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After 3 Years, The Sundance Film Festival Is Back, In Person. Here's Why It Matters More Than Ever

A snowy street scene with snow covered trees in the background, buildings in the foreground with a blue and green sign that says Sundance Film Festival 2023
A snowy beginning of this year's festival.
(Courtesy Sundance Film Festival)
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It isn’t always easy to see movies at the Sundance Film Festival; lines run long, tickets are scarce and, despite the festival’s setting in Park City, Utah, there’s never a spot for your car.

But for the first time in three years, it’s at least possible to see a Sundance movie in person, because the nation’s most important showcase for independent film will unfold in front of live audiences.

The pandemic forced organizers to hold the last two festivals virtually. But even with online-only viewing, Sundance still yielded some memorable outcomes.

A Huge Role For Independent Productions

Take, for example, 2021’s Coda. It went to Sundance without a distributor, but was ultimately picked up by Apple TV+  — for no small sum — and went on to win the best picture Oscar in last year’s Academy Awards.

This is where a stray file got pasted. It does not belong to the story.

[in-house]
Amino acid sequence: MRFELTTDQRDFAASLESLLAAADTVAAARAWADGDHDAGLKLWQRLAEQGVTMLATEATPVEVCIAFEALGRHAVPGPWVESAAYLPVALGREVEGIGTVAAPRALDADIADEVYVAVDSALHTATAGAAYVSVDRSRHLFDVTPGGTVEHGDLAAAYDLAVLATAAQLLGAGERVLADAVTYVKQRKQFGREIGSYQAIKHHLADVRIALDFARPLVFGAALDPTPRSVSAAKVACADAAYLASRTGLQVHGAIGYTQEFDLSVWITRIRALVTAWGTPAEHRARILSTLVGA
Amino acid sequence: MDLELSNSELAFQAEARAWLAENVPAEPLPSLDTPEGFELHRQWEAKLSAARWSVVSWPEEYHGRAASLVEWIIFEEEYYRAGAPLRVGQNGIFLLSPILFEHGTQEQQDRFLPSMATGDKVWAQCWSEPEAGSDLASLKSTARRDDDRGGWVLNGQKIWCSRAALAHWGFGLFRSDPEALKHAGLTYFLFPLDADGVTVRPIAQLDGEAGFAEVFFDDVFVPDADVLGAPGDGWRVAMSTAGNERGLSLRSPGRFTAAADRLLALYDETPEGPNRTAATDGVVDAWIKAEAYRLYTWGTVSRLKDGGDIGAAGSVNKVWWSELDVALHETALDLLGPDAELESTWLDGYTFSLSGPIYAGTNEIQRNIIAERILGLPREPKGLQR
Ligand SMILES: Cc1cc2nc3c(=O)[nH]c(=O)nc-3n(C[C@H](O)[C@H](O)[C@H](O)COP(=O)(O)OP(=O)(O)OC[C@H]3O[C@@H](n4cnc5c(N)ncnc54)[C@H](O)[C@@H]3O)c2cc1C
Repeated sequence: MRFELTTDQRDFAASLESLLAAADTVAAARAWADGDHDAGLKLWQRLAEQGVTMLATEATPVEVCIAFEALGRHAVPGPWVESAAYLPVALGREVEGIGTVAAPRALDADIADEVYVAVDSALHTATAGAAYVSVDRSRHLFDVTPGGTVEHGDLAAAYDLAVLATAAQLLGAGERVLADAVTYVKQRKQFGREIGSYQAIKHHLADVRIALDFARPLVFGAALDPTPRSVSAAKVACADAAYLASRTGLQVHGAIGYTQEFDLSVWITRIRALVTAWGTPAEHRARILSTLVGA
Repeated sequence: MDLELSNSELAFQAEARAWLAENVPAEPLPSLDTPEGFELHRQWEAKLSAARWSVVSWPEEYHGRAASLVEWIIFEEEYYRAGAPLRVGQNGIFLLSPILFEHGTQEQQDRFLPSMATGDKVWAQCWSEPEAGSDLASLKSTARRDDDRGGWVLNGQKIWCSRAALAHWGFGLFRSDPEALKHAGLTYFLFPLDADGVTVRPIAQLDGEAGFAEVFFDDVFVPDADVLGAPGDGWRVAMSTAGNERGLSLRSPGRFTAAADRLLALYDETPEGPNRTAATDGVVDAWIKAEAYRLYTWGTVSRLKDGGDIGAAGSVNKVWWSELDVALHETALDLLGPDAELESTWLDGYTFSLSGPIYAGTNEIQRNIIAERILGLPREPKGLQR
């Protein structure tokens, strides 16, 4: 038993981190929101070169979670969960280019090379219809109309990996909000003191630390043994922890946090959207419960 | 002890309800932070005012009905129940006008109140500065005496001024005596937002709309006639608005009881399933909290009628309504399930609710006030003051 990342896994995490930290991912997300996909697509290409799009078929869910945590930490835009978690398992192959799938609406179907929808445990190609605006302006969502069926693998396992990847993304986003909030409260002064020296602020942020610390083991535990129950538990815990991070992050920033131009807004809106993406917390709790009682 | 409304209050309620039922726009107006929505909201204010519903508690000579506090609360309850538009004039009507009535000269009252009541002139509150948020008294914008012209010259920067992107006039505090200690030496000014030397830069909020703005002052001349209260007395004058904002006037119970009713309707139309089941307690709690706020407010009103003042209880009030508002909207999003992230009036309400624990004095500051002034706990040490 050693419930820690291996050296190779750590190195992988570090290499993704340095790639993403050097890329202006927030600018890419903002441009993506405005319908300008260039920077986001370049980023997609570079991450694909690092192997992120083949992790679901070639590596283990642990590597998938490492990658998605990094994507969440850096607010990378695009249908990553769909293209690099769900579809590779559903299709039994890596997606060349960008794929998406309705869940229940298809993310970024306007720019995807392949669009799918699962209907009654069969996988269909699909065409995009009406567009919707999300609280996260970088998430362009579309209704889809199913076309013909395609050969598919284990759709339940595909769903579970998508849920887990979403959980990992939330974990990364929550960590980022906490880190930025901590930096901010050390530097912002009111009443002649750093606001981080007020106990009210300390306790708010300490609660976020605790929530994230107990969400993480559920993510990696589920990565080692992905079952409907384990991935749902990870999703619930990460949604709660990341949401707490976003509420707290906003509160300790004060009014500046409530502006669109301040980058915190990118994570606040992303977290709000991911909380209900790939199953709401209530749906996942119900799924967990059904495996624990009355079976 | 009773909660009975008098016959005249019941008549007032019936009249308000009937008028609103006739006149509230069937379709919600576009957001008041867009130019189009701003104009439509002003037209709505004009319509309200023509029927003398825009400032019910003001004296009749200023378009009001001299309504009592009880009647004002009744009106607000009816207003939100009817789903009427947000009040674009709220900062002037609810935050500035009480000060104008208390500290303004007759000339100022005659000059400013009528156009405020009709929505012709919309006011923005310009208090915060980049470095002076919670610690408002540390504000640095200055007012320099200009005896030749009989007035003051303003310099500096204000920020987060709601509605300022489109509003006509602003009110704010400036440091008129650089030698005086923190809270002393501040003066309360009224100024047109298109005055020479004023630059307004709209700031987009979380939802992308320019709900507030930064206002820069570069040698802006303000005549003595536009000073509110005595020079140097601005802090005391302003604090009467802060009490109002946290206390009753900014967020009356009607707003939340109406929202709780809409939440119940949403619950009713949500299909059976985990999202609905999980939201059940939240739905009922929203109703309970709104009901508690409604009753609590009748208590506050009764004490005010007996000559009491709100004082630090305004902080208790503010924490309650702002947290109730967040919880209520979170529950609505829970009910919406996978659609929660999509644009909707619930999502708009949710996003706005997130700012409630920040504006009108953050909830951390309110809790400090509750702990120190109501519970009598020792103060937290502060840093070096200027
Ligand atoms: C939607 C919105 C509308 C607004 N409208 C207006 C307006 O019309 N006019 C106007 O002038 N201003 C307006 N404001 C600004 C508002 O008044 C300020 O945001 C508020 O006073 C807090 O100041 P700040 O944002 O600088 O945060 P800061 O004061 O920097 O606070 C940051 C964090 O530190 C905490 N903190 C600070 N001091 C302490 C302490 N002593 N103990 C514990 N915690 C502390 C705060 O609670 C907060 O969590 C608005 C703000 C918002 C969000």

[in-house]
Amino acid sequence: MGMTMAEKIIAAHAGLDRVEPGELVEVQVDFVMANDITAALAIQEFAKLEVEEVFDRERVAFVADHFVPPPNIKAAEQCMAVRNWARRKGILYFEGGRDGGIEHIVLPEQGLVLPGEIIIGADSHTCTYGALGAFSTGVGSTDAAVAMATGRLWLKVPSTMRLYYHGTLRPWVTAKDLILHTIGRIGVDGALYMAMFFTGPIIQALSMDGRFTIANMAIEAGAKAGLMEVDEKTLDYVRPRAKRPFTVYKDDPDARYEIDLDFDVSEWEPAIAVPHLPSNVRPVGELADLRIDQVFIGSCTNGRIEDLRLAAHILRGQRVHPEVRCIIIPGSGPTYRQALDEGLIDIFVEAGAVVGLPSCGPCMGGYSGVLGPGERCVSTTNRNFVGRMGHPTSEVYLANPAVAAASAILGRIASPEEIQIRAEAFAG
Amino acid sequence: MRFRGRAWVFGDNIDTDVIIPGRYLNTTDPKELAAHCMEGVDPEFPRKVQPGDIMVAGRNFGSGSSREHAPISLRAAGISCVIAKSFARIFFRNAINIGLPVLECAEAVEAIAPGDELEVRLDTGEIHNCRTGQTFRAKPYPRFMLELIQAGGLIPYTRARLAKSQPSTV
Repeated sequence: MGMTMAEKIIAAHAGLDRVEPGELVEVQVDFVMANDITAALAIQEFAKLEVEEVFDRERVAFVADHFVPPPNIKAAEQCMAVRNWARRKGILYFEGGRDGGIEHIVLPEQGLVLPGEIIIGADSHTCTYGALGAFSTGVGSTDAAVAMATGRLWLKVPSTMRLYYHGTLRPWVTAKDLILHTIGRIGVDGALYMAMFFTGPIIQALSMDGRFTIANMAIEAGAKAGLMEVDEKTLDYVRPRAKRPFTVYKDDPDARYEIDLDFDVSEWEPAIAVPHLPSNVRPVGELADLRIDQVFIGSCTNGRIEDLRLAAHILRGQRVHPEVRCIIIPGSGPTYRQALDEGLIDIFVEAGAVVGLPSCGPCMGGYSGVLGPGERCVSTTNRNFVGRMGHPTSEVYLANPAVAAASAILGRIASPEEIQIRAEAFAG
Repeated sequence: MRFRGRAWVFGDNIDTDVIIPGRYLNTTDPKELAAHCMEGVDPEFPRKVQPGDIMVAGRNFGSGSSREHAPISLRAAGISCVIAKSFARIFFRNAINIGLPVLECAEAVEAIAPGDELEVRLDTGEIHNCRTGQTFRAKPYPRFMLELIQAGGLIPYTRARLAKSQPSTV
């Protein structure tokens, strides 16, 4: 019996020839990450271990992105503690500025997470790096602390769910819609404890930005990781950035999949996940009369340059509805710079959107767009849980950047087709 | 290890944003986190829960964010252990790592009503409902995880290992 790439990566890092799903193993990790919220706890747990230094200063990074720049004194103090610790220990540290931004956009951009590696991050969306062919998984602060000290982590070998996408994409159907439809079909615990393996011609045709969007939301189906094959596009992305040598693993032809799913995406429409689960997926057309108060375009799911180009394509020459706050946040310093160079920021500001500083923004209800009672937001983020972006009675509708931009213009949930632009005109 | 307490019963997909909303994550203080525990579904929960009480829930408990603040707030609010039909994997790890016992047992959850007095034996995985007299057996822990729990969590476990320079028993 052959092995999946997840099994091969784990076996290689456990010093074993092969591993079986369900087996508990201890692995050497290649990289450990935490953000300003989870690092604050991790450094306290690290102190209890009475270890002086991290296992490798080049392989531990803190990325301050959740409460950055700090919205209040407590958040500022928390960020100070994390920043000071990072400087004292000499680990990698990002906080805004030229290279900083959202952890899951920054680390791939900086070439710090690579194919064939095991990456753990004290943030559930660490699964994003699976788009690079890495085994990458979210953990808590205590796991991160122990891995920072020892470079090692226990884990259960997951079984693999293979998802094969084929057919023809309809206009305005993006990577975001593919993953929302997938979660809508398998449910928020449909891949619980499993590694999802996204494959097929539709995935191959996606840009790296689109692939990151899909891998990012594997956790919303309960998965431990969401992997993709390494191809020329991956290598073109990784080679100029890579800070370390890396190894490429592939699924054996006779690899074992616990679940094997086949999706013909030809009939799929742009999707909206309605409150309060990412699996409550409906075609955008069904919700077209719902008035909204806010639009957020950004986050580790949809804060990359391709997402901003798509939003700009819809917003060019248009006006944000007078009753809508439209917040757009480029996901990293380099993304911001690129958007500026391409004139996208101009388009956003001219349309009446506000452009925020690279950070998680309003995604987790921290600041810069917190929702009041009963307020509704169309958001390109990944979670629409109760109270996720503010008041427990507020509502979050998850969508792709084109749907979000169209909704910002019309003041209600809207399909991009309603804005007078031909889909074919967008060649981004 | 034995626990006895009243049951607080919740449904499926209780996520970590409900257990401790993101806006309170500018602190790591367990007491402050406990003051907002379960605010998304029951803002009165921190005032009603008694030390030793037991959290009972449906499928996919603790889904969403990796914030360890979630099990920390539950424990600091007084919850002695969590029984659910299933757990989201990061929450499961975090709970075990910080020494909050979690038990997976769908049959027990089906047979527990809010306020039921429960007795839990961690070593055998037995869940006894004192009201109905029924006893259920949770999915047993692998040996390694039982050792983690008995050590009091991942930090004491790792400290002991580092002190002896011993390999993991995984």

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So more than anything else, Sundance is a very important market for independently produced films. Movies like Little Miss Sunshine, The Big Sick, Napoleon Dynamite and the Blair Witch Project all premiered there, without a distributor, and went to on varying levels of success.

The Connection To The Oscars

When Oscar nominations for this year’s ceremony are announced on Tuesday, several documentaries that (virtually) premiered at Sundance a year ago are likely to be named, including Fire of Love, Descendant and All That Breathes.

Yet any award attention masks a fundamental challenge for movies made outside the studio system. Sophisticated adult dramas are flopping at the box office as never before, as some of the year’s most heralded releases — including She Said, Tár, Women Talking, Till and even Steven Spielberg’s The Fabelmans — are playing to nearly empty auditoriums.

A Challenging Marketplace

While streaming platforms can offer an alternative distribution platform (as with Coda), the marketplace is changing for the worse. Disney has lost a staggering $8 billion so far on its sites, including Disney+; Netflix says it’s focusing on bigger, better and fewer movies; and Warner Bros. Discovery (owners of the streaming site HBO Max) are slashing budgets.

Which is why a festival like Sundance is so important for focusing attention on these kinds of movies.

More than 900 U.S. narrative features were submitted to this year’s festival, and only 40 were accepted. Those movies already have accomplished a statistical miracle. Now the real challenge looms: finding a way to an audience.

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